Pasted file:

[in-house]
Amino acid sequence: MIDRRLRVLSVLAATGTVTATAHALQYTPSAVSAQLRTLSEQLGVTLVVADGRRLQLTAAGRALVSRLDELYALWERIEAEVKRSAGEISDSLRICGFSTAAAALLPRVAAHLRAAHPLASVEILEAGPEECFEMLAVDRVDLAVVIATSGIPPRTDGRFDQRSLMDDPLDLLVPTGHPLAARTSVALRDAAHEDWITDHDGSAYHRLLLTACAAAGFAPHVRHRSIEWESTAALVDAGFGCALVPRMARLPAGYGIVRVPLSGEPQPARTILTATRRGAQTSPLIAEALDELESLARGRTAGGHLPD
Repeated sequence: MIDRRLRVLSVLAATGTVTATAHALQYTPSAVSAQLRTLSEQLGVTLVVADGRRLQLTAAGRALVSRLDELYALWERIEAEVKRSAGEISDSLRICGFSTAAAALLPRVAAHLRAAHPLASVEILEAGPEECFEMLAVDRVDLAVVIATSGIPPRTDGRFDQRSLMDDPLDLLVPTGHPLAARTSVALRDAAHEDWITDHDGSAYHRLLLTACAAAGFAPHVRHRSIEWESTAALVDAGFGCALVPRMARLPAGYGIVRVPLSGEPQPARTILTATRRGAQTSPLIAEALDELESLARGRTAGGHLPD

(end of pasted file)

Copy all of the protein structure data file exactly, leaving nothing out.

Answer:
[in-house]
Amino acid sequence: MIDRRLRVLSVLAATGTVTATAHALQYTPSAVSAQLRTLSEQLGVTLVVADGRRLQLTAAGRALVSRLDELYALWERIEAEVKRSAGEISDSLRICGFSTAAAALLPRVAAHLRAAHPLASVEILEAGPEECFEMLAVDRVDLAVVIATSGIPPRTDGRFDQRSLMDDPLDLLVPTGHPLAARTSVALRDAAHEDWITDHDGSAYHRLLLTACAAAGFAPHVRHRSIEWESTAALVDAGFGCALVPRMARLPAGYGIVRVPLSGEPQPARTILTATRRGAQTSPLIAEALDELESLARGRTAGGHLPD
Repeated sequence: MIDRRLRVLSVLAATGTVTATAHALQYTPSAVSAQLRTLSEQLGVTLVVADGRRLQLTAAGRALVSRLDELYALWERIEAEVKRSAGEISDSLRICGFSTAAAALLPRVAAHLRAAHPLASVEILEAGPEECFEMLAVDRVDLAVVIATSGIPPRTDGRFDQRSLMDDPLDLLVPTGHPLAARTSVALRDAAHEDWITDHDGSAYHRLLLTACAAAGFAPHVRHRSIEWESTAALVDAGFGCALVPRMARLPAGYGIVRVPLSGEPQPARTILTATRRGAQTSPLIAEALDELESLARGRTAGGHLPD